David Exelby was scrolling through Reddit when he came across a mysterious post. This guy had stumbled on a ghost town in Michigan’s Upper Peninsula. The problem was no one could find it. David and producer Max Howard go looking.
Freshwater jellyfish have been in inland lakes and rivers throughout the Great Lakes region since 1933. But a century after their discovery, we still don’t know much about the elusive creatures. A team of student scientists is trying to change that.
Rock hunting holds a special place in Joyce Fetrow’s heart. Years ago, she battled alcoholism that drove her to some dark places. Now, Joyce dedicates her life to helping others find recovery, and says rocks remind her of that journey and inspire her to keep on track with her sobriety.
Kurt Steiner holds the world record for stone skipping. He does it because it makes him happy. And because he says it’s key to escaping digital self-saturation.
Alison Vilag pays attention for a living. She counts migrating ducks at Whitefish Point Bird Observatory, near Paradise, Michigan. It's key to getting a pulse on different bird populations. But for Alison, counting ducks is more than just science – it's an escape from the expectations of others.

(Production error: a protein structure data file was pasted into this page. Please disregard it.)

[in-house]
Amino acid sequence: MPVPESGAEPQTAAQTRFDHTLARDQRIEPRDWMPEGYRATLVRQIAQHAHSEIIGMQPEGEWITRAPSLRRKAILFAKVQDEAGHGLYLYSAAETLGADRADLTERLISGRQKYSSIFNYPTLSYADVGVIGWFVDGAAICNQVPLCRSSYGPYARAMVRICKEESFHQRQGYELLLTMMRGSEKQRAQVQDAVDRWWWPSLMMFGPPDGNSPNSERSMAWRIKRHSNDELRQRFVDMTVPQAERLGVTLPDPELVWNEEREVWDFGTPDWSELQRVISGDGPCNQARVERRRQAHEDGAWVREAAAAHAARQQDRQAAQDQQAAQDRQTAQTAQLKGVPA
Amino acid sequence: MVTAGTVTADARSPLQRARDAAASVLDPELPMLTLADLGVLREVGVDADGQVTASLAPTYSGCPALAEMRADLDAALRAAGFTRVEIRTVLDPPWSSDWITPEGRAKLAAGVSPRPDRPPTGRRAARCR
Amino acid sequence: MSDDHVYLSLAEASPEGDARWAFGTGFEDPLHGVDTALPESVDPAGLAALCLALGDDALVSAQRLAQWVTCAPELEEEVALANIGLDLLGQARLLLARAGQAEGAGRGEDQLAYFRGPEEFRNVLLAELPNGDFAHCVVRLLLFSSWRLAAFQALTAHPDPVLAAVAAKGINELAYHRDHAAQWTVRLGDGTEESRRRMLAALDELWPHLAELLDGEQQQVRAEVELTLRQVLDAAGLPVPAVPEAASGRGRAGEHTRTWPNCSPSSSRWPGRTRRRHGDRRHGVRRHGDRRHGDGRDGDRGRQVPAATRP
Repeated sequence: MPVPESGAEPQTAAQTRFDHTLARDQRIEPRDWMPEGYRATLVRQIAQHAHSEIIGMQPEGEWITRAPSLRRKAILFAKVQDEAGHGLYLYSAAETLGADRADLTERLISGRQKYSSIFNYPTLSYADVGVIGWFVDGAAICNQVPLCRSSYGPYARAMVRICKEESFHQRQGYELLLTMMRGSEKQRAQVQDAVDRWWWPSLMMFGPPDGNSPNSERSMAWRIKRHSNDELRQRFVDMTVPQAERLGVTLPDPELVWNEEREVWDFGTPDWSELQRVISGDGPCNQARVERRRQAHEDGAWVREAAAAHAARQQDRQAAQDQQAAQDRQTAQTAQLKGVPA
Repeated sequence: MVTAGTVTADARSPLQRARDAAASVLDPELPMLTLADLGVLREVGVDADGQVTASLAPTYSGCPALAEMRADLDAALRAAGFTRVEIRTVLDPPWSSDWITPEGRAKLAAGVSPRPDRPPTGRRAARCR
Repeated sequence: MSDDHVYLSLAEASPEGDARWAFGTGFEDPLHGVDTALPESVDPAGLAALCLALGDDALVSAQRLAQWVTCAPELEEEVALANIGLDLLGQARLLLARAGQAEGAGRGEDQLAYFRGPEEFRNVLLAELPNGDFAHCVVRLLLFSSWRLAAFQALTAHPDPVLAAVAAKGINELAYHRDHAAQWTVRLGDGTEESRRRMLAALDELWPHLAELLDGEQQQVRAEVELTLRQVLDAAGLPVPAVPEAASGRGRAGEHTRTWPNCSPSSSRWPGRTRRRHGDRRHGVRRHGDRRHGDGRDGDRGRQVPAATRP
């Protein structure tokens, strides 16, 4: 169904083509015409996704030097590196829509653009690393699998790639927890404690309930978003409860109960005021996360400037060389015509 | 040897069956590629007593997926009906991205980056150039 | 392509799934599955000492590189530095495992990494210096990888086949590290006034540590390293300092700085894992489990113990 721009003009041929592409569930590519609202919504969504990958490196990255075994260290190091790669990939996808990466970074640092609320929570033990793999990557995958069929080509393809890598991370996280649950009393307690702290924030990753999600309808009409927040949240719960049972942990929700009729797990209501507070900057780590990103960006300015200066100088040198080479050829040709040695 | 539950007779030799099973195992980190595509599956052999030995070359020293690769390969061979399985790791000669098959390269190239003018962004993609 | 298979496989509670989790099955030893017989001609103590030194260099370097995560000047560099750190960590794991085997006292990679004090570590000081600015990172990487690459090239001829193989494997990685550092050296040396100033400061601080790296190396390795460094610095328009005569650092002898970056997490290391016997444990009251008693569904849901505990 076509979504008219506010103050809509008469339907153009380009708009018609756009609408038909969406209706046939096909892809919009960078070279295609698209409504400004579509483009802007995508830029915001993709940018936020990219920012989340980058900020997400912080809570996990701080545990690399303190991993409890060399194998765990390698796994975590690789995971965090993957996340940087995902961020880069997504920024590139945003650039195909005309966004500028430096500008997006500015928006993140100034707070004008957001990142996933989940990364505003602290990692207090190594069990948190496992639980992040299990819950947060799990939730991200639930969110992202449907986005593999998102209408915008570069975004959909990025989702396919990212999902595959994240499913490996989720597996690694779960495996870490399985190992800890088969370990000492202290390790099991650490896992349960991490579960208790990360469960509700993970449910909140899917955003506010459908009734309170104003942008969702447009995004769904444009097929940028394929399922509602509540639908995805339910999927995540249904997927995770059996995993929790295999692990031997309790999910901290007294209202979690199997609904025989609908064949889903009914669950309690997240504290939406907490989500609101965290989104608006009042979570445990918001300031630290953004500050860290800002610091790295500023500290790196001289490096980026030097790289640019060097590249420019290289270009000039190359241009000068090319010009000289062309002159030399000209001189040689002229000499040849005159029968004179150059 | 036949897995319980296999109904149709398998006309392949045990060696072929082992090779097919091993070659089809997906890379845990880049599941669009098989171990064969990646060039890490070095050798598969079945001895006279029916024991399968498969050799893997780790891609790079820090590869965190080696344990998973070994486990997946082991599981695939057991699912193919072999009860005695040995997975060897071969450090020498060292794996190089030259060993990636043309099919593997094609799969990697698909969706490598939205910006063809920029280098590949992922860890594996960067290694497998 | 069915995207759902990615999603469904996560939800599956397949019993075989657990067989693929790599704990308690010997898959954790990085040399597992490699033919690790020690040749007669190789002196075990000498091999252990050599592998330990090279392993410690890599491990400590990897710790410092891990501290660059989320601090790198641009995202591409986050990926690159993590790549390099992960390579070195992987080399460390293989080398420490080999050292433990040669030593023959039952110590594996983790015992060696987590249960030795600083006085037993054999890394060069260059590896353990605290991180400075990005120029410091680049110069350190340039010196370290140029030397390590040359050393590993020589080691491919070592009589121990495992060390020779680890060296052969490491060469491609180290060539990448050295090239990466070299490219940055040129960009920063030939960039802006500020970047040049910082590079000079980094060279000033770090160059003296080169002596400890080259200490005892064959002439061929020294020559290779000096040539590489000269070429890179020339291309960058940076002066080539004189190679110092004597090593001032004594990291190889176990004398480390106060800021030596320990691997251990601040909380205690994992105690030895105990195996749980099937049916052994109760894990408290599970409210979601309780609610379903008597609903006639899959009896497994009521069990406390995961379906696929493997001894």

Flying squirrels glow pink under a blacklight. How many other mammals do this? What causes them to glow? The hardest question of all might never be answered: why?
There’s this elusive bird found throughout the Great Lakes region. If you know where to look, you can often spot it where fields and wetlands meet. And in spring time, you’ll see it dancing at dawn or dusk.
About twenty feet underwater in Lake Michigan there’s a white marble crucifix from Italy. Diver Denny Jessick used a trail of rumors to search for its origin story.
Harmful algal blooms are a growing concern in the Great Lakes. The toxins they produce can close beaches, and even poison drinking water. What’s fueling these blooms? Phosphorus, a key ingredient in agricultural fertilizers. But the way it’s being used comes at a cost.
Cougars are making a comeback. The iconic wildcat hasn’t had a breeding population in the Great Lakes states since the early 1900s, but now they’re moving east. Experts say they could be back soon. Some people swear they already are.
Because of its abundant open space, Detroit has a thriving ring-necked pheasant population. But what does coming development mean for this iconic bird and its future in the Motor City?
Wind turbines are being built in ocean waters off the east and west coasts. But why don’t we see any in the Great Lakes?